A great movie's first few minutes provide the key to the rest of the film. Like the opening paragraphs of a novel, they draw the viewer in, setting up the thematic concerns and stylistic approach that will be developed over the course of the narrative. A strong opening sequence leads the viewer to trust the filmmakers. Other times, opening shots are intentionally misleading as they invite alert, active participation with the film. In Cinematic Overtures,
Annette Insdorf discusses the opening sequence so that viewers turn first impressions into deeper understanding of cinematic technique.
From Joe Gillis's voice-over in Sunset Boulevard
as he lies dead in a swimming pool to the hallucinatory opening of Apocalypse Now
, from the stream-of-consciousness montage as found in Hiroshima, mon amour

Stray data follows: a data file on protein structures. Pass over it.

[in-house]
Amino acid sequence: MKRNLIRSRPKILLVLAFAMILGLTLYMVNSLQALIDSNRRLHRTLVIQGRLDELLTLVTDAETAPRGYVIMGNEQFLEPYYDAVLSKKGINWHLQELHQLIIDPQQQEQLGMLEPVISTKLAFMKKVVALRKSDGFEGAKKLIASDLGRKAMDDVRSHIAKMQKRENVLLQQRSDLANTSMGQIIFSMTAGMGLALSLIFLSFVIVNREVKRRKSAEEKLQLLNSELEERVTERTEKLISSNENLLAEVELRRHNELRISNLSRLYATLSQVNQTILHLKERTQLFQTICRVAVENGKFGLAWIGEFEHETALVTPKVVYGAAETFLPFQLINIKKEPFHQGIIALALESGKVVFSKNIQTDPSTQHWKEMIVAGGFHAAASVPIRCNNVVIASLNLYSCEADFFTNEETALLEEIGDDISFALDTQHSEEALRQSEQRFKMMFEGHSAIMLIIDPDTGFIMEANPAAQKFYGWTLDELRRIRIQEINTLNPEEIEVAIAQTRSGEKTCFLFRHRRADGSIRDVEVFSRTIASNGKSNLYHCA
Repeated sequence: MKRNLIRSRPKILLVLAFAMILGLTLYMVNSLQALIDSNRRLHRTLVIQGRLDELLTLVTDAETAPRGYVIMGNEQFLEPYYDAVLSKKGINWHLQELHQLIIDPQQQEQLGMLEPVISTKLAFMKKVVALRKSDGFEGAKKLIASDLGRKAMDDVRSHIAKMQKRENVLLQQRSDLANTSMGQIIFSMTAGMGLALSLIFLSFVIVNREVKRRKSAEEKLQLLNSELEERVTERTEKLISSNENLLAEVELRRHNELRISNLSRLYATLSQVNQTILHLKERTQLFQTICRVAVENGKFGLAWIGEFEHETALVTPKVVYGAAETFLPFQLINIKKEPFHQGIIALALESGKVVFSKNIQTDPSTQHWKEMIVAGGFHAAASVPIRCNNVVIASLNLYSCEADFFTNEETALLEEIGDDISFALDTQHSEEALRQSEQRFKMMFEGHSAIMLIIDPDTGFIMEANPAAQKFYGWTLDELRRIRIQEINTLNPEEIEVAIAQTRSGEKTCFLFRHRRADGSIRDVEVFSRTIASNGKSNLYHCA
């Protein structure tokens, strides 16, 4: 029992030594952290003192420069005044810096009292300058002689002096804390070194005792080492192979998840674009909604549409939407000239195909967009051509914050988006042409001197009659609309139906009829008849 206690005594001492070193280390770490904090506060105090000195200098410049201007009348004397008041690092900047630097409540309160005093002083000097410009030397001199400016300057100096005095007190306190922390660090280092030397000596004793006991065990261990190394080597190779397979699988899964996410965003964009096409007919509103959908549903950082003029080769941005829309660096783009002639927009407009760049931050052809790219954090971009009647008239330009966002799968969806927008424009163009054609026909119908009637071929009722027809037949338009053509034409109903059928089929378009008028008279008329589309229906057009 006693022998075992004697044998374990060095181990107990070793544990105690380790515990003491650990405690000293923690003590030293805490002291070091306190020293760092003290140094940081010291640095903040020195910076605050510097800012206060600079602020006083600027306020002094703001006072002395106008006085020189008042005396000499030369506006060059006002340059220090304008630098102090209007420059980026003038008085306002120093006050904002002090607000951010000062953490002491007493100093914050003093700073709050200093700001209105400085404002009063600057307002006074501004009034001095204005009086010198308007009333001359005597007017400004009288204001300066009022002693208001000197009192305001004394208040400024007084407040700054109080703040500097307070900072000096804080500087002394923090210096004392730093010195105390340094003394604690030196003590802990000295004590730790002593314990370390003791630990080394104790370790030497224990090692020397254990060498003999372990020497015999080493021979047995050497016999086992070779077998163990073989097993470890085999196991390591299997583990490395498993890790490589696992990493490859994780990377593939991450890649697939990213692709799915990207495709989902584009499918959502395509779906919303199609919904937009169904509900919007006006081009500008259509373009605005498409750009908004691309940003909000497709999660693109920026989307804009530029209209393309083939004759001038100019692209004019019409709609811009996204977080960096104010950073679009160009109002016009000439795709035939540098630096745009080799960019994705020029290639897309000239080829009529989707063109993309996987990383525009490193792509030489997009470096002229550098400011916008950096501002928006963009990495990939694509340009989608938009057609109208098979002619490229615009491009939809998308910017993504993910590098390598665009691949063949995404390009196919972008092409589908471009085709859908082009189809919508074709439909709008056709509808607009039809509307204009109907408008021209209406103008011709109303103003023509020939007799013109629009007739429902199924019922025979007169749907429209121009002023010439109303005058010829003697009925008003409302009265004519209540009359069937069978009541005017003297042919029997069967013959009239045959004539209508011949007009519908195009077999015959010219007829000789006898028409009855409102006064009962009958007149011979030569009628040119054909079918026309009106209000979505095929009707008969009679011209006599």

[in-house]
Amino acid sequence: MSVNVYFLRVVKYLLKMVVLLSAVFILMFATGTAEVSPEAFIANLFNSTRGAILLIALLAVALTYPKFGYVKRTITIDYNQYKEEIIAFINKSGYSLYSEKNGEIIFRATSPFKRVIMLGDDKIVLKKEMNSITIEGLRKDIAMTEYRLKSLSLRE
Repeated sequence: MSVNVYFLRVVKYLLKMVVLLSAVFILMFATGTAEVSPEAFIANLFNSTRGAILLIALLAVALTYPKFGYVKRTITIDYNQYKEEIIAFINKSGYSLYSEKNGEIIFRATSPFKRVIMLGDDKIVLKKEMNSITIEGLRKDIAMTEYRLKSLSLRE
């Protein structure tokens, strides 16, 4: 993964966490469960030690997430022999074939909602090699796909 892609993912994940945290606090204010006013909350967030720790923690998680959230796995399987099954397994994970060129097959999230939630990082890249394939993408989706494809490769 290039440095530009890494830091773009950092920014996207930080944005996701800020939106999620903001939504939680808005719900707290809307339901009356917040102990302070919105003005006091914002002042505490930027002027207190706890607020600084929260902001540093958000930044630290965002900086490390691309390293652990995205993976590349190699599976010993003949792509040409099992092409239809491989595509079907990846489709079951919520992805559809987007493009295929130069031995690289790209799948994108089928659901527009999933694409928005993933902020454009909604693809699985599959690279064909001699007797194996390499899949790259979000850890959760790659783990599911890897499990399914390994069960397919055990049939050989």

to the slowly unfolding beginning of Schindler's List
, Cinematic Overtures
analyzes opening shots from a range of Hollywood as well as international films. Insdorf pays close attention to how the viewer makes sense of these scenes and the cinematic world they are about to enter. Including dozens of frame enlargements that illustrate the strategies of opening scenes, Insdorf also examines how films explore and sometimes critique the power of the camera's gaze. Along with analyses of opening scenes, the book offers a series of revelatory and surprising readings of individual films by some of the leading directors of the past seventy-five years. Erudite but accessible, Cinematic Overtures
will lead film scholars and ardent movie fans alike to greater attentiveness to those fleeting opening moments.
About the Author
Annette Insdorf is a professor in the Film Program of Columbia University's School of the Arts and host of the Reel Pieces series at Manhattan's 92nd Street Y. Her books include Francois Truffaut (1979), Indelible Shadows: Film and the Holocaust (1983), Double Lives, Second Chances: The Cinema of Krzysztof Kieslowski (1999), Philip Kaufman (2012), and Intimations: The Cinema of Wojciech Has (2017).